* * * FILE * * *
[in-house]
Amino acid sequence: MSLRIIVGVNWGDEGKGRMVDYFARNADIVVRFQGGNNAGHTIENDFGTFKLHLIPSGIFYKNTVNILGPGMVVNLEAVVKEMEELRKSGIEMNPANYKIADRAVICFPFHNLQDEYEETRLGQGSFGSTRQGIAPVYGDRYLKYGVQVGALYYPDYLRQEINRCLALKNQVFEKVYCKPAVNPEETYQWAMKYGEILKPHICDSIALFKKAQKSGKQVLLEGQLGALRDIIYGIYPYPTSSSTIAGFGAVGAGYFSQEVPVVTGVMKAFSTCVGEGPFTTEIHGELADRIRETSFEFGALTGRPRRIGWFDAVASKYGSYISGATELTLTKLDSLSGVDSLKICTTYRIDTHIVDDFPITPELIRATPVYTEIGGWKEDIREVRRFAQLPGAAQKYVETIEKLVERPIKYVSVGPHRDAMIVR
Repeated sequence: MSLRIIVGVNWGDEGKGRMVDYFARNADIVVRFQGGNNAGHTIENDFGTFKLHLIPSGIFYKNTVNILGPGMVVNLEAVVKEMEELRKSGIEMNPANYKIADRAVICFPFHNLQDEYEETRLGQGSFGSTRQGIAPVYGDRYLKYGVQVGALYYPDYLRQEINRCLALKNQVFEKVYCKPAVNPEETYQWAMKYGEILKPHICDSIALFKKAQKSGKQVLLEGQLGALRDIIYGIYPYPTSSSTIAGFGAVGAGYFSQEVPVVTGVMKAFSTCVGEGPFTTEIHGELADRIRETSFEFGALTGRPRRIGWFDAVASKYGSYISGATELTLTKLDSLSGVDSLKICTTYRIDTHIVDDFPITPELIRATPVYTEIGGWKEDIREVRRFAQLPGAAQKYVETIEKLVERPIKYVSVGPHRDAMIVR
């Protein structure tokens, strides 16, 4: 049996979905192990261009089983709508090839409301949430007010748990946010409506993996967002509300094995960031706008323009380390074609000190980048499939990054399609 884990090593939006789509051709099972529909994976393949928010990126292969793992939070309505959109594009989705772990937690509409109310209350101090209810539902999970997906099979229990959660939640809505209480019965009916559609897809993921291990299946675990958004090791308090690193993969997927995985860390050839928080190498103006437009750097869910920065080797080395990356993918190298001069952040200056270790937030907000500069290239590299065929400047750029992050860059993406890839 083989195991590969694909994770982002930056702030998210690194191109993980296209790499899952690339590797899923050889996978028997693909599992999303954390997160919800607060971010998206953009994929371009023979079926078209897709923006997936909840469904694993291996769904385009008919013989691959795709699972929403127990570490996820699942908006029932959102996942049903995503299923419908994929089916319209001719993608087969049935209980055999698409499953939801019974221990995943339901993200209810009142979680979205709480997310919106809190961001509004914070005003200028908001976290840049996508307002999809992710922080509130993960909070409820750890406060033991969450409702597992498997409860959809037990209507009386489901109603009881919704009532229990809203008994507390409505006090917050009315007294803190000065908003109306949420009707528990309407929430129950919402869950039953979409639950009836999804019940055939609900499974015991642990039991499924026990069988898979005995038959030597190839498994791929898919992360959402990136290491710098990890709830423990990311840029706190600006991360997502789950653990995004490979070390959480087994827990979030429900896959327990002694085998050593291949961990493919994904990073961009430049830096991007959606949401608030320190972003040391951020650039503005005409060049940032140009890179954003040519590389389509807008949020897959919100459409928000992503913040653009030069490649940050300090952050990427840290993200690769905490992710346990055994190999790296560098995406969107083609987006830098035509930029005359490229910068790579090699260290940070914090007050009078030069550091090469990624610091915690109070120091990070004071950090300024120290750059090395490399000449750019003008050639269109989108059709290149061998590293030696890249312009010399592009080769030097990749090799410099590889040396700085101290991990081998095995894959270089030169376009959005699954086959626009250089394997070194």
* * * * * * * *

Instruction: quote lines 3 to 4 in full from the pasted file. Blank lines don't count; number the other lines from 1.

Repeated sequence: MSLRIIVGVNWGDEGKGRMVDYFARNADIVVRFQGGNNAGHTIENDFGTFKLHLIPSGIFYKNTVNILGPGMVVNLEAVVKEMEELRKSGIEMNPANYKIADRAVICFPFHNLQDEYEETRLGQGSFGSTRQGIAPVYGDRYLKYGVQVGALYYPDYLRQEINRCLALKNQVFEKVYCKPAVNPEETYQWAMKYGEILKPHICDSIALFKKAQKSGKQVLLEGQLGALRDIIYGIYPYPTSSSTIAGFGAVGAGYFSQEVPVVTGVMKAFSTCVGEGPFTTEIHGELADRIRETSFEFGALTGRPRRIGWFDAVASKYGSYISGATELTLTKLDSLSGVDSLKICTTYRIDTHIVDDFPITPELIRATPVYTEIGGWKEDIREVRRFAQLPGAAQKYVETIEKLVERPIKYVSVGPHRDAMIVR
């Protein structure tokens, strides 16, 4: 049996979905192990261009089983709508090839409301949430007010748990946010409506993996967002509300094995960031706008323009380390074609000190980048499939990054399609 884990090593939006789509051709099972529909994976393949928010990126292969793992939070309505959109594009989705772990937690509409109310209350101090209810539902999970997906099979229990959660939640809505209480019965009916559609897809993921291990299946675990958004090791308090690193993969997927995985860390050839928080190498103006437009750097869910920065080797080395990356993918190298001069952040200056270790937030907000500069290239590299065929400047750029992050860059993406890839 083989195991590969694909994770982002930056702030998210690194191109993980296209790499899952690339590797899923050889996978028997693909599992999303954390997160919800607060971010998206953009994929371009023979079926078209897709923006997936909840469904694993291996769904385009008919013989691959795709699972929403127990570490996820699942908006029932959102996942049903995503299923419908994929089916319209001719993608087969049935209980055999698409499953939801019974221990995943339901993200209810009142979680979205709480997310919106809190961001509004914070005003200028908001976290840049996508307002999809992710922080509130993960909070409820750890406060033991969450409702597992498997409860959809037990209507009386489901109603009881919704009532229990809203008994507390409505006090917050009315007294803190000065908003109306949420009707528990309407929430129950919402869950039953979409639950009836999804019940055939609900499974015991642990039991499924026990069988898979005995038959030597190839498994791929898919992360959402990136290491710098990890709830423990990311840029706190600006991360997502789950653990995004490979070390959480087994827990979030429900896959327990002694085998050593291949961990493919994904990073961009430049830096991007959606949401608030320190972003040391951020650039503005005409060049940032140009890179954003040519590389389509807008949020897959919100459409928000992503913040653009030069490649940050300090952050990427840290993200690769905490992710346990055994190999790296560098995406969107083609987006830098035509930029005359490229910068790579090699260290940070914090007050009078030069550091090469990624610091915690109070120091990070004071950090300024120290750059090395490399000449750019003008050639269109989108059709290149061998590293030696890249312009010399592009080769030097990749090799410099590889040396700085101290991990081998095995894959270089030169376009959005699954086959626009250089394997070194």